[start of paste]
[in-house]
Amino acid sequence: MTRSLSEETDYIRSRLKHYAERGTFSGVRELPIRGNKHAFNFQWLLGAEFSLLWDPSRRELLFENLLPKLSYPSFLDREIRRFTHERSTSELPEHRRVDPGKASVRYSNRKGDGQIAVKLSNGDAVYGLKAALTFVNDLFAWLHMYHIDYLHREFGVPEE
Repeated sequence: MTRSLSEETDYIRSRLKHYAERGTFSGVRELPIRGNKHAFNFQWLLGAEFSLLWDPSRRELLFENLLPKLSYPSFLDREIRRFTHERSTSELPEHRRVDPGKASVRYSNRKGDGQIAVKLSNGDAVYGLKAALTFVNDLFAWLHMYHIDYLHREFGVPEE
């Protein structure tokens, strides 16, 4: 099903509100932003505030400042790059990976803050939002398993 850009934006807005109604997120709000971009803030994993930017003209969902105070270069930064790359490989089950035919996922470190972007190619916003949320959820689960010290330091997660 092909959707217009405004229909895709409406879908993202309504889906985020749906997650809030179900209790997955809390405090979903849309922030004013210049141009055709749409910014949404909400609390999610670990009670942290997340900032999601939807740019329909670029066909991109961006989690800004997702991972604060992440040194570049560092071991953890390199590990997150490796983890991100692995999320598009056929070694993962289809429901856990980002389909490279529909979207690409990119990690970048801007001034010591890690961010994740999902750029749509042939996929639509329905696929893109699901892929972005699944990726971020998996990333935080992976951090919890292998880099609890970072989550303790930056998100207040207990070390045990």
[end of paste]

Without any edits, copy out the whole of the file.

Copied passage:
[in-house]
Amino acid sequence: MTRSLSEETDYIRSRLKHYAERGTFSGVRELPIRGNKHAFNFQWLLGAEFSLLWDPSRRELLFENLLPKLSYPSFLDREIRRFTHERSTSELPEHRRVDPGKASVRYSNRKGDGQIAVKLSNGDAVYGLKAALTFVNDLFAWLHMYHIDYLHREFGVPEE
Repeated sequence: MTRSLSEETDYIRSRLKHYAERGTFSGVRELPIRGNKHAFNFQWLLGAEFSLLWDPSRRELLFENLLPKLSYPSFLDREIRRFTHERSTSELPEHRRVDPGKASVRYSNRKGDGQIAVKLSNGDAVYGLKAALTFVNDLFAWLHMYHIDYLHREFGVPEE
């Protein structure tokens, strides 16, 4: 099903509100932003505030400042790059990976803050939002398993 850009934006807005109604997120709000971009803030994993930017003209969902105070270069930064790359490989089950035919996922470190972007190619916003949320959820689960010290330091997660 092909959707217009405004229909895709409406879908993202309504889906985020749906997650809030179900209790997955809390405090979903849309922030004013210049141009055709749409910014949404909400609390999610670990009670942290997340900032999601939807740019329909670029066909991109961006989690800004997702991972604060992440040194570049560092071991953890390199590990997150490796983890991100692995999320598009056929070694993962289809429901856990980002389909490279529909979207690409990119990690970048801007001034010591890690961010994740999902750029749509042939996929639509329905696929893109699901892929972005699944990726971020998996990333935080992976951090919890292998880099609890970072989550303790930056998100207040207990070390045990």